Monday, August 31, 2009

Absurd Goalie Monday: Pat Jablonski

Though this gimmick should be easier than it seems, the fact of the matter is there's times that I get stuck on who to put out there in the open. Luckily, the wonders of immediate social media allowed me to get some input from the Twitter fateful, with a rousing uprising over one Pat Jablonski. Both Leahy of Yahoo and Joe of Gross Misconduct brought up the right-handed catch sensation, who really lived up to his seventh round selection in 1985 from the St. Louis Blues.

While he did lead the OHL in shutouts with three back in 1986-87, Jablonski bounced back and forth between Peoria in the IHL and St. Louis, mostly heading to the Lou when Vincent Riendeau, Greg Millen, and/or Curtis Joseph went down for one reason or another. However, during the 1990-91 season, Jablonski went coo-coo in the IHL, going 22-3-3 for the season with the Rivermen, only to come to St. Louis when CuJo got hurt and was used to back up Riendeau. Even Guy Hebert took Jablonski's heat away, as Hebert took the back-up role to CuJo in '91-'92.

At that point, St. Louis traded Jablonski to the newly formed Tampa Bay Lightning, where he was the named starter for the inaugural season of the Bolts. The first year for the team was rough, though Jablonski got a majority of the starts over J-C Bergeron and Wendell Young. Jablonski and Bergeron shared the lead for wins with eight that season, though the final tally for Jablonski was 8-24-4 with a 3.97 GAA. The next season in Tampa was worse, as Daren Puppa came onto the scene and Jablonski was swept out to pasture, traded to the Toronto Maple Leafs after going 5-6-3 with Tampa. Jablonski spent most of his time in St. John's of the AHL to keep fresh, going 12-3-1 in the AHL, but never played a game with the big club.

During the lockout in 1994, Jablonski bidded his time in the IHL, but only played seven games between the Chicago Wolves and Houston Aeros. Jablonski was claimed off waiver from Toronto by St. Louis, but only played on game before being traded to Montreal. In Montreal, Jablonski was put into the back-up role during the transition period of the Canadiens goaltending corps, as Patrick Roy was traded to Colorado and Jocelyn Thibault was the defacto starter. A season in a half in Montreal saw Jablonski go 9-15-8, before getting shipped to Phoenix, where he only played in two games because of Nikolai Khabibulin's presence in net.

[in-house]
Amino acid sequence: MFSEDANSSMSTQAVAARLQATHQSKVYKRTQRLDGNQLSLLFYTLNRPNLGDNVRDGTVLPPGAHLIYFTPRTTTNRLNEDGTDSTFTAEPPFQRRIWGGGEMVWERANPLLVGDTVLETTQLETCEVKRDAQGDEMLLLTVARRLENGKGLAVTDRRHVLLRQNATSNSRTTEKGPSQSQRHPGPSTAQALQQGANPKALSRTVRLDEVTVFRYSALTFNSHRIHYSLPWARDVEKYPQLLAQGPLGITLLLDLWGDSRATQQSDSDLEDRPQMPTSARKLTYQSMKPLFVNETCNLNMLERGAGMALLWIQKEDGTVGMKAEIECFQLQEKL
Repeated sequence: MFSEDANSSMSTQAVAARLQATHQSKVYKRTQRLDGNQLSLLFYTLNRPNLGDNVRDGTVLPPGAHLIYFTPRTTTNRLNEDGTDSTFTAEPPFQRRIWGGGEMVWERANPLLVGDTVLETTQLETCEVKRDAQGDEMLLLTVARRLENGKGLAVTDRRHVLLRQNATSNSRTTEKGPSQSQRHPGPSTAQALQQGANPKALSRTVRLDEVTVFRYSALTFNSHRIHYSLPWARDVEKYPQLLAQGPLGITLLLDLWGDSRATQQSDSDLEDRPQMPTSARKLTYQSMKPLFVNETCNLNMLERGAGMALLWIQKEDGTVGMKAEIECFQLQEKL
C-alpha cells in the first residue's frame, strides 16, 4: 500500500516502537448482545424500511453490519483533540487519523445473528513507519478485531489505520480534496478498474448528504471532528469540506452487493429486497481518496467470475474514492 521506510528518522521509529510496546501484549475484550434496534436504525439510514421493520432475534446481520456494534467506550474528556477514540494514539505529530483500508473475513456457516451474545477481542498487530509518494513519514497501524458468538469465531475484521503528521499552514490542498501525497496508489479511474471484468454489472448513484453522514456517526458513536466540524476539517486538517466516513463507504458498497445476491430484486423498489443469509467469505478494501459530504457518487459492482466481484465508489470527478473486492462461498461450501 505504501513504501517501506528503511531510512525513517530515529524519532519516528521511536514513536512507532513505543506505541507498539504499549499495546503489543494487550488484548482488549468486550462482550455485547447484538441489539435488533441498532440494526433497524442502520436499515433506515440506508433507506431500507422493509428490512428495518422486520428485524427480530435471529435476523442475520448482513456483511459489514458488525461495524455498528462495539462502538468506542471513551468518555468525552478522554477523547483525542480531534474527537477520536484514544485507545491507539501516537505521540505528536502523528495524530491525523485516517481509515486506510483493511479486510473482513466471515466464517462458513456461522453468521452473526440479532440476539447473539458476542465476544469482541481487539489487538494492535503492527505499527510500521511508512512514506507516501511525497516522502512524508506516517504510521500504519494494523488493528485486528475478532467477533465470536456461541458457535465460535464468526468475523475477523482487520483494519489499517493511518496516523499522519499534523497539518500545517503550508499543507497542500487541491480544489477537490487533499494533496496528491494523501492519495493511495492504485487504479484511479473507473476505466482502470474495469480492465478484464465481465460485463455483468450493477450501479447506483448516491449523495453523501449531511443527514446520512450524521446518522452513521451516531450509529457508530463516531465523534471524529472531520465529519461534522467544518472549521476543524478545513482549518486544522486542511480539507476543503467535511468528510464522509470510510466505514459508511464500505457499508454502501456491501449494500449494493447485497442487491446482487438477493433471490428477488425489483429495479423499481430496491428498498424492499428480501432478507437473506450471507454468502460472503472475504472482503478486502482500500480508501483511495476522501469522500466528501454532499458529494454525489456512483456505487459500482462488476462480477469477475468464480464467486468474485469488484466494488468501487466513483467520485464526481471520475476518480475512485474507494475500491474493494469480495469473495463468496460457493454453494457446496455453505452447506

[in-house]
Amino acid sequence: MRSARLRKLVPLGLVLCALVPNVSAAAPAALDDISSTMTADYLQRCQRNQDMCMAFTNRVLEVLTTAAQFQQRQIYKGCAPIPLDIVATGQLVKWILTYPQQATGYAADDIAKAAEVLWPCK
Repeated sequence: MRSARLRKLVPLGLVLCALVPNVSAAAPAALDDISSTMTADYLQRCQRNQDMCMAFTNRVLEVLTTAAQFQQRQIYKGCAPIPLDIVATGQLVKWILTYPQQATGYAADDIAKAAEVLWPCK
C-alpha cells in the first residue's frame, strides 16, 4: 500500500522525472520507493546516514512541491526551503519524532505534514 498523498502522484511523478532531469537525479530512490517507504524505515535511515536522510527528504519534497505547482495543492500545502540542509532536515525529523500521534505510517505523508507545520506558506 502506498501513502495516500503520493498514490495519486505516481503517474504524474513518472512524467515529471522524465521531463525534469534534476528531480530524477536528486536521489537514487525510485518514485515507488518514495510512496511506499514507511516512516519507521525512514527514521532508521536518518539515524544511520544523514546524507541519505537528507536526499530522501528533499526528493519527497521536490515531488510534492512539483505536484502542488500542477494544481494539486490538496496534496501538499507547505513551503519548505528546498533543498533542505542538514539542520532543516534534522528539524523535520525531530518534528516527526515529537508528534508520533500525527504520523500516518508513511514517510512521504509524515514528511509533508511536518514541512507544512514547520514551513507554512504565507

During the 1997-98 campaign, Jablonski was signed by the Carolina Hurricanes, but again was placed into the limbo of the minors, where he stayed in the IHL, mostly with the Cleveland Lumberjacks. After pulling a .500 record with Cleveland and Quebec, coupled with a very subpar performance with the Canes; Jablonski settled up with the Chicago Wolves, going 22-7-7. It would be his last season in North America, as Jablonski set out to Sweden for the next two seasons, before ultimately retiring from pro hockey as a whole.

Jablonski made news late in 2008 as he almost had a tragic ending to his life. Jablonski nearly drowned after being hit by a wave during a vacation with his family near the Gulf of Mexico. While boogie boarding, Jablonski came across an 8-foot wave that he couldn't handle. He fractured two vertebrae and herniated a disc that dug into his spine. Upon impact, Jablonski couldn't feel his limbs, but regained that feeling during transportation to the hospital. Jablonski suffered that injury in September and he has sinced recovered nice enough after a couple months in a neck brace, and he came back to play in net at the Tampa Bay Lightning charity Fan Fest game, though-- I guess fittingly-- he took the lose.

Though he's been through many ups and downs, both professionally and personally-- but he seemed to have gotten through it with a smile on his face and an appreciation for the game, as well as getting the chance to play in the NHL. He seems to like the life of a family man right now, as he has two children with his wife and seems to stay out of the post-career commentator role many others have gotten into, for which he could have been good at or not so much.

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